“Uncooked french fries are usually frozen, but when they’re pasteurized using the Farther Farms method of pressurized CO2, they can sit on the shelf for 90 days before going bad.
In the U.S., households throw out around 30 million tons of food each year—nearly twice as much as the produce wasted on farms. In some other parts of the world, the situation flips: Because of a lack of infrastructure and unreliable electricity, food often can’t be refrigerated, and it rots before it can be sold to consumers.
But new technology could help eliminate the need for cold storage. Farther Farms, a startup based in upstate New York, developed a new type of pasteurization that makes food last longer, so perishable food can sit on a shelf instead of in a fridge. As a proof of concept, the company made packaged french fries—food that would normally be sold frozen—that can sit at room temperature for 90 days before it’s eaten. Even better: The process doesn’t use artificial preservatives.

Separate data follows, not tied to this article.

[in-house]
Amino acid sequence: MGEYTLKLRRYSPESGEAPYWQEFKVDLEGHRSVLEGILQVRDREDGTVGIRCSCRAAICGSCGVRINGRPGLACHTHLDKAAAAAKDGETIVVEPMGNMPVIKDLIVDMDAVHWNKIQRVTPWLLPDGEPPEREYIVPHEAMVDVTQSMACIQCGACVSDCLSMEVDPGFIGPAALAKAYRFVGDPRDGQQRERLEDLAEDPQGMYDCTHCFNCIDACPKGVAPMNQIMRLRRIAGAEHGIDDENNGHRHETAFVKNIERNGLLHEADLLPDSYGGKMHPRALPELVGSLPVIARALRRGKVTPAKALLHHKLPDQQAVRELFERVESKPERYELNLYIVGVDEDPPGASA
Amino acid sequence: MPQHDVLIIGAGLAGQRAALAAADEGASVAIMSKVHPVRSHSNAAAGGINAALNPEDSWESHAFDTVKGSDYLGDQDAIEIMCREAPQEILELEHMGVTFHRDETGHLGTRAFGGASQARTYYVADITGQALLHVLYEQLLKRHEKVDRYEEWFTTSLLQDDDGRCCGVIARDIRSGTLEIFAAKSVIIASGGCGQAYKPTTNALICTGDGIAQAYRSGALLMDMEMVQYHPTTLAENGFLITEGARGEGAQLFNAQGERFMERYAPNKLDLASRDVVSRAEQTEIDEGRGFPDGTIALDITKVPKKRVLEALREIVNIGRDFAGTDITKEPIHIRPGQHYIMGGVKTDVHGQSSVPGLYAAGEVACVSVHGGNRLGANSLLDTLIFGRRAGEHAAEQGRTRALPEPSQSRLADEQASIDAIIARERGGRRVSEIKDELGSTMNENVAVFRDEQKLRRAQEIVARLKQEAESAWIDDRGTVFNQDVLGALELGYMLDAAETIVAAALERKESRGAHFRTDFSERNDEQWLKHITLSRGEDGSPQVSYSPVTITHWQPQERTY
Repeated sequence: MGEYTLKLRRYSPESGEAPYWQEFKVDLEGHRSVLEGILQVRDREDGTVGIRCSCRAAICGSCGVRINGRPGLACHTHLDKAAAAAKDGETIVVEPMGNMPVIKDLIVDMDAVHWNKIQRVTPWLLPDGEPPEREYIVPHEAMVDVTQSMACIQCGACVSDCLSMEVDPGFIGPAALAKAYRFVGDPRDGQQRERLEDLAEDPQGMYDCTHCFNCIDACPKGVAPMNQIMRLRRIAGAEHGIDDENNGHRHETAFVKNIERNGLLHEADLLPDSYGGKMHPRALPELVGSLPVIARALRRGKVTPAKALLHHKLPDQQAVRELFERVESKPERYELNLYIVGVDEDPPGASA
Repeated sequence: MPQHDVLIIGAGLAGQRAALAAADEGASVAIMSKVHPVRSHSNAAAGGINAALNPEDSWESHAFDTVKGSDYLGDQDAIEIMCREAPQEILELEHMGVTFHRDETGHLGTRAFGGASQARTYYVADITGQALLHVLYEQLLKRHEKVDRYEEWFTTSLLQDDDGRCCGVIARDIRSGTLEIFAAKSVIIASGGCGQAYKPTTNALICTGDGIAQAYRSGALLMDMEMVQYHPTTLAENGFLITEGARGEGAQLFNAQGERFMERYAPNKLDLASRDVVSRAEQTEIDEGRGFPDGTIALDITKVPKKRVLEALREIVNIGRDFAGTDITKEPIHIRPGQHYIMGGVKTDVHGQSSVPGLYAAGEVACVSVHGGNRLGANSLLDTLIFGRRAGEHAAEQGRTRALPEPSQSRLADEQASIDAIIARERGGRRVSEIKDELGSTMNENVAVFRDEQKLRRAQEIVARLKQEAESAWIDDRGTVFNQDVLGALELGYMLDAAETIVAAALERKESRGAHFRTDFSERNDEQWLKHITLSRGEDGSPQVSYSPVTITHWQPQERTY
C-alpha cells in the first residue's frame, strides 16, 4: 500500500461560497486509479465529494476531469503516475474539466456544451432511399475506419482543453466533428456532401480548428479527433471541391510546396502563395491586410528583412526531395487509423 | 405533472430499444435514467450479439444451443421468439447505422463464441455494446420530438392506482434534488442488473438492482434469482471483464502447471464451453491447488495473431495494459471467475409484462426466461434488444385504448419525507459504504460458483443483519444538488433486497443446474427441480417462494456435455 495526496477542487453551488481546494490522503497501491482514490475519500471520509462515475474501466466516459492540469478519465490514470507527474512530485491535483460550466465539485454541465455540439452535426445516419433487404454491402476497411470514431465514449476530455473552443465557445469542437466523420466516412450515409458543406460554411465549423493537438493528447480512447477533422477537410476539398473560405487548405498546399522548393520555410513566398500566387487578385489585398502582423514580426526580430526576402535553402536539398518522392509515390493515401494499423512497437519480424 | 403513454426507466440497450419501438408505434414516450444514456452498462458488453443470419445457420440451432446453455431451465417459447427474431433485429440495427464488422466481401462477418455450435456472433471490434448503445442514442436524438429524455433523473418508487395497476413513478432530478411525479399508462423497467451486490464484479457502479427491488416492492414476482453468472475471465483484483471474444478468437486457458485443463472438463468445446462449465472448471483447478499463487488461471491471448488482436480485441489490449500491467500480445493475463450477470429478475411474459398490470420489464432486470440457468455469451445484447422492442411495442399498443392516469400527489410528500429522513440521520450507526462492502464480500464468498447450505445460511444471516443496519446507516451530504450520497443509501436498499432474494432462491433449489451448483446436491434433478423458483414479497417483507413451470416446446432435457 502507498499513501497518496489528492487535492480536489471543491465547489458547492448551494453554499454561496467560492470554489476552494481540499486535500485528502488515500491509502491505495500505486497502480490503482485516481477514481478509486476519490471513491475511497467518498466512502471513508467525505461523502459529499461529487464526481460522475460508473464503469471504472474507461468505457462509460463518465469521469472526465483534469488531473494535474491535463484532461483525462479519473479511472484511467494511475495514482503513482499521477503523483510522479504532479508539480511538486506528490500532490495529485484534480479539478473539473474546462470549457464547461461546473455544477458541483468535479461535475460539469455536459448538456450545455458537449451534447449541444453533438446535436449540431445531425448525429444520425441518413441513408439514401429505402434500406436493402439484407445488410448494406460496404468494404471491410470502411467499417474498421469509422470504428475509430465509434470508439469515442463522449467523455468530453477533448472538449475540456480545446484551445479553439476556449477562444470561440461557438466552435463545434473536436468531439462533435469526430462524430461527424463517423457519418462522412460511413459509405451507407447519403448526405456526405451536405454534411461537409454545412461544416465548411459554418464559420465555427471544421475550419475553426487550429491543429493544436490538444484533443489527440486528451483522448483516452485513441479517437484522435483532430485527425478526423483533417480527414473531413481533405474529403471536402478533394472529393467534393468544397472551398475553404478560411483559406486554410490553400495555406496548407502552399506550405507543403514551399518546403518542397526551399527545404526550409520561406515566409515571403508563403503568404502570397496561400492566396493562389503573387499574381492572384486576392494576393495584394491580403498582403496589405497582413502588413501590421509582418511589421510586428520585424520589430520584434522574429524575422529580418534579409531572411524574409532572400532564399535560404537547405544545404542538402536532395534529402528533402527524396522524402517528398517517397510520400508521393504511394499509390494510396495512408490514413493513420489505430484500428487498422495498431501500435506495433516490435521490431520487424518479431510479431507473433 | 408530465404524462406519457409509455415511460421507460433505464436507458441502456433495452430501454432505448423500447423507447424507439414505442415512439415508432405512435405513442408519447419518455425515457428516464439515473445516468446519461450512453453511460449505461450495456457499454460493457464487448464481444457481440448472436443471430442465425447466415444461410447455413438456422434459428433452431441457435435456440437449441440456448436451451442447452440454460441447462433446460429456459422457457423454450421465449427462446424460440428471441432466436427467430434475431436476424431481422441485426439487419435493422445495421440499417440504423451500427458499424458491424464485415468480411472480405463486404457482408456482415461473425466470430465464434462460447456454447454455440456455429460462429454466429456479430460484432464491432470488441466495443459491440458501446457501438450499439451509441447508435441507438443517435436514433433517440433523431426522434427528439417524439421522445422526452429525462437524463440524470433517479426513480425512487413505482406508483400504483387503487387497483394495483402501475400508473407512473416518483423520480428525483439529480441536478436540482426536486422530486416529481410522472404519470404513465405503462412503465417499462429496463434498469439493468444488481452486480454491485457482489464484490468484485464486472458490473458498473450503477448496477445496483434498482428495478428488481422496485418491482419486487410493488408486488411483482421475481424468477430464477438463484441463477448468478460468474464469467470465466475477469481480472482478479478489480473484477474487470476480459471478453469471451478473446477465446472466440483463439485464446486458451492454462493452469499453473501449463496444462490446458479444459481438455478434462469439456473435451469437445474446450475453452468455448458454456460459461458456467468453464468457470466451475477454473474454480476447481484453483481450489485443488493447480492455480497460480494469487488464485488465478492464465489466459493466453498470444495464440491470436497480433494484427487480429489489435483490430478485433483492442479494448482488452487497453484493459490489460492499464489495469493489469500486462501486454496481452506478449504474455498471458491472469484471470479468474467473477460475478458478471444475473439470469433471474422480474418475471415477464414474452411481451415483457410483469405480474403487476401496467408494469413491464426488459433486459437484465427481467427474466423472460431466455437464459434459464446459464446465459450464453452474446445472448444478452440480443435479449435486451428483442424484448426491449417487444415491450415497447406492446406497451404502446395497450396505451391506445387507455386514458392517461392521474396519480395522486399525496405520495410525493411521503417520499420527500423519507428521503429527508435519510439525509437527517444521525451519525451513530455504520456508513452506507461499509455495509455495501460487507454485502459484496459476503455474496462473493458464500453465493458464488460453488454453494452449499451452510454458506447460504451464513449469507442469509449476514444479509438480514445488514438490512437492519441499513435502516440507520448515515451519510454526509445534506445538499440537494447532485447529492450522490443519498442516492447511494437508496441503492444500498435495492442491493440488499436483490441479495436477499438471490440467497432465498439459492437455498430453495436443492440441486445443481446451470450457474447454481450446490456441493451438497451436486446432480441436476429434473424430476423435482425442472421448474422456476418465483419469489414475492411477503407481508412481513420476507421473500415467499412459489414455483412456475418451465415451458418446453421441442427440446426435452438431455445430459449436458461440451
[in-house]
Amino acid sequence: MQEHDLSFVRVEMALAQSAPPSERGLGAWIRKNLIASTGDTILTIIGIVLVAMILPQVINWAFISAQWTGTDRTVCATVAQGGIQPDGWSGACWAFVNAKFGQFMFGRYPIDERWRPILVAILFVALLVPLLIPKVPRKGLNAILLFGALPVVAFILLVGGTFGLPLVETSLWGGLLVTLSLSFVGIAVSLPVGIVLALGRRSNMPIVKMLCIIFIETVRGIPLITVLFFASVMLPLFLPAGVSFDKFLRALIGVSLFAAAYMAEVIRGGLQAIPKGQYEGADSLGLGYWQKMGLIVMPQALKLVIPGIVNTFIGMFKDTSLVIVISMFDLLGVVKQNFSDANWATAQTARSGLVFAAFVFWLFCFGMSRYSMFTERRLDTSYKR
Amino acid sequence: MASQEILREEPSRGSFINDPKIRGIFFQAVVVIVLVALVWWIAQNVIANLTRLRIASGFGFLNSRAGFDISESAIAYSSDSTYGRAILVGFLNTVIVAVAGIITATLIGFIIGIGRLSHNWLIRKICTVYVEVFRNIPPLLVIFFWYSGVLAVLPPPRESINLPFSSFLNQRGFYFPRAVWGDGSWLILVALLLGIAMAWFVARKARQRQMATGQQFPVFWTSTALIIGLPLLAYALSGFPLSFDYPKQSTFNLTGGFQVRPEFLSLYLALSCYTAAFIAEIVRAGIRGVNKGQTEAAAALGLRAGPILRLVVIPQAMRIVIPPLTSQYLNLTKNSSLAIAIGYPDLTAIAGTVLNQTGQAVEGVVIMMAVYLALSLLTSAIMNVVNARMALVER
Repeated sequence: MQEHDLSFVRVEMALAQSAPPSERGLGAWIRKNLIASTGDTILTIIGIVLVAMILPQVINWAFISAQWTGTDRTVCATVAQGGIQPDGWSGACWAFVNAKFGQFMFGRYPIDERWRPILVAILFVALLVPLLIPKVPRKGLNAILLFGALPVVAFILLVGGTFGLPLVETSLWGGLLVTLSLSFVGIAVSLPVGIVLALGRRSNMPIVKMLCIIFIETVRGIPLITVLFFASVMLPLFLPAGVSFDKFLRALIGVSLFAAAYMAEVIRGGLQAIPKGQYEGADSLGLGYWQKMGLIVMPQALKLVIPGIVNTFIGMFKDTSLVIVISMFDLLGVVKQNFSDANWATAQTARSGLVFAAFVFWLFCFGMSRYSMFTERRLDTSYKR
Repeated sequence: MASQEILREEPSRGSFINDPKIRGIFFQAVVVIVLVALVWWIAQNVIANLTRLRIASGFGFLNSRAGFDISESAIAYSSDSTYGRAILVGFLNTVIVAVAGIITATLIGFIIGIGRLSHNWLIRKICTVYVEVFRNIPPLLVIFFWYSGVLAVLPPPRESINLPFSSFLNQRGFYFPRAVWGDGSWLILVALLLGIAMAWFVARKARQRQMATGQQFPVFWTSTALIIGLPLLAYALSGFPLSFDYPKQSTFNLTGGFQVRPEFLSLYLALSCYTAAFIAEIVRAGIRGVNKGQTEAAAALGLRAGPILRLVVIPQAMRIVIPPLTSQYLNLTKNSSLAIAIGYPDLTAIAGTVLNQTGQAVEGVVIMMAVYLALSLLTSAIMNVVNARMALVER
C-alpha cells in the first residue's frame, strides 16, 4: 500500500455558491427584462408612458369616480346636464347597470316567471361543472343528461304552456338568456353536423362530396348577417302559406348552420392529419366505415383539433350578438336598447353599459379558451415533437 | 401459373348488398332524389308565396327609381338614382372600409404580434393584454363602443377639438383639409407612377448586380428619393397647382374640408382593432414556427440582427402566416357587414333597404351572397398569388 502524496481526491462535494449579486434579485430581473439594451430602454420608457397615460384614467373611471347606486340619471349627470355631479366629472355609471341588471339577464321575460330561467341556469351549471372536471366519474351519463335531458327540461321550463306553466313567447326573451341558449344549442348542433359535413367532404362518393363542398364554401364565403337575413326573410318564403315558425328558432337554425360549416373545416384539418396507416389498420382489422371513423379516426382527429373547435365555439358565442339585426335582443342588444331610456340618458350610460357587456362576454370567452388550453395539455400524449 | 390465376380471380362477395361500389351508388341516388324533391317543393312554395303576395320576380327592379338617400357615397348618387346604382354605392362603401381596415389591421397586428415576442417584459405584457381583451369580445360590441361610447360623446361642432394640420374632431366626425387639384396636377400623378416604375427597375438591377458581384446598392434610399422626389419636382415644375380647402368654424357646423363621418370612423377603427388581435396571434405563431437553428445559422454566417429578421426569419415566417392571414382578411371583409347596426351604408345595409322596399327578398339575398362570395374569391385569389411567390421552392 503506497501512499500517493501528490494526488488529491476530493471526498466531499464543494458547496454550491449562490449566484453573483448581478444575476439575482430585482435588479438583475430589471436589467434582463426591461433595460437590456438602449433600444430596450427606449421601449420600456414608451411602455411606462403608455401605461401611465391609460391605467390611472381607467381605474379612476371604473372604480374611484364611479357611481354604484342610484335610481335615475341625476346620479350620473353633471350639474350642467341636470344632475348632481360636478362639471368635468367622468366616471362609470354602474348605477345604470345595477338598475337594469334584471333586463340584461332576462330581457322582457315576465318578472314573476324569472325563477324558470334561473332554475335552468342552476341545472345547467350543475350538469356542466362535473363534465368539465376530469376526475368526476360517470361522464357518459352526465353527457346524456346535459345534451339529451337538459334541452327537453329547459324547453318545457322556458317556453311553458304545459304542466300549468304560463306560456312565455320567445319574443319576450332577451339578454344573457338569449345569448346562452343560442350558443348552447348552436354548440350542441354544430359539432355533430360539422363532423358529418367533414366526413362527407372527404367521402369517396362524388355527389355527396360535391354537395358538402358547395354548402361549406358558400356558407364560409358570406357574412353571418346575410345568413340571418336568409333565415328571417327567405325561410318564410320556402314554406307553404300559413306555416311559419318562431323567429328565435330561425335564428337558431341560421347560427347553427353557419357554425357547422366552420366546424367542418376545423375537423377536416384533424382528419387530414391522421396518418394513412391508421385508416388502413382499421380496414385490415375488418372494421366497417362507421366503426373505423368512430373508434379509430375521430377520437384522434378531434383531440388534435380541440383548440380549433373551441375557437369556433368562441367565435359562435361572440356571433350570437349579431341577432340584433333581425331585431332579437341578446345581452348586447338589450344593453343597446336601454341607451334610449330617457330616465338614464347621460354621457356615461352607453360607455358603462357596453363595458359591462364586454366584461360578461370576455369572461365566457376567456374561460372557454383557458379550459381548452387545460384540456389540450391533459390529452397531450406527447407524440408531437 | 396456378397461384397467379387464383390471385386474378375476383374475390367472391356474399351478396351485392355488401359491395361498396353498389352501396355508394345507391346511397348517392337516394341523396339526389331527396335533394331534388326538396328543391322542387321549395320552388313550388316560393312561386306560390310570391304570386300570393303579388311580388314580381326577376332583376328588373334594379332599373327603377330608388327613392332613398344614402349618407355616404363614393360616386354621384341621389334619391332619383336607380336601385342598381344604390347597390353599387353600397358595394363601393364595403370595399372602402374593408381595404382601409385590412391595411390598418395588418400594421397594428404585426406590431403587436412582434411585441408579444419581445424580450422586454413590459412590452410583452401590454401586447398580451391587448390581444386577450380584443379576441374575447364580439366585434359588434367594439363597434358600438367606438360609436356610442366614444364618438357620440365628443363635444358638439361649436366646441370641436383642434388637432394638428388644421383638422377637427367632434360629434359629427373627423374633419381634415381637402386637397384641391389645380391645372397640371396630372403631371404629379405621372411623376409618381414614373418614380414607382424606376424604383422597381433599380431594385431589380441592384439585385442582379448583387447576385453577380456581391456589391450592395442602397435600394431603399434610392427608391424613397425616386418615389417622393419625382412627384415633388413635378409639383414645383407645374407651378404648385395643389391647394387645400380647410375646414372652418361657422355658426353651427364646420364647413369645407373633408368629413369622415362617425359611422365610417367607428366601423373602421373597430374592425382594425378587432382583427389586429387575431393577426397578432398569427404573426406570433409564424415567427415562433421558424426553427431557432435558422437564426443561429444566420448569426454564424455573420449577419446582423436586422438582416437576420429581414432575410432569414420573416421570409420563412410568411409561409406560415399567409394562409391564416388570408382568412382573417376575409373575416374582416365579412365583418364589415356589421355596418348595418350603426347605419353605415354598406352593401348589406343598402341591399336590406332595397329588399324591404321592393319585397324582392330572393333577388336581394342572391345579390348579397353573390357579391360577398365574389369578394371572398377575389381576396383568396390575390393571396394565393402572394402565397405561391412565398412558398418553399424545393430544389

When something like milk is pasteurized, it’s quickly heated using steam to kill pathogens. The new process uses carbon dioxide instead. The food is packed in proprietary packaging, then processed with high-pressure (“supercritical”) CO2, at a moderately high temperature, which the company’s studies have found inactivates microorganisms and enzymatic activity. At scale, the CO2 can be used in a closed loop and captured at the end of the day to reuse in the system the next day.
“Because of our use of carbon dioxide instead of steam or water, the product damage to nutrition is significantly less, but we achieve safety in the same way as milk is pasteurized, or as beer is pasteurized, or as cheese is pasteurized,” says CEO Mike Annunziata. The process goes farther than normal pasteurization, similar to the ultra-high-temperature processing sometimes used to make milk shelf-stable, but without affecting flavor. (The founders also note that if you tried to use typical pasteurization on a french fry, you’d end up with mashed potatoes.)”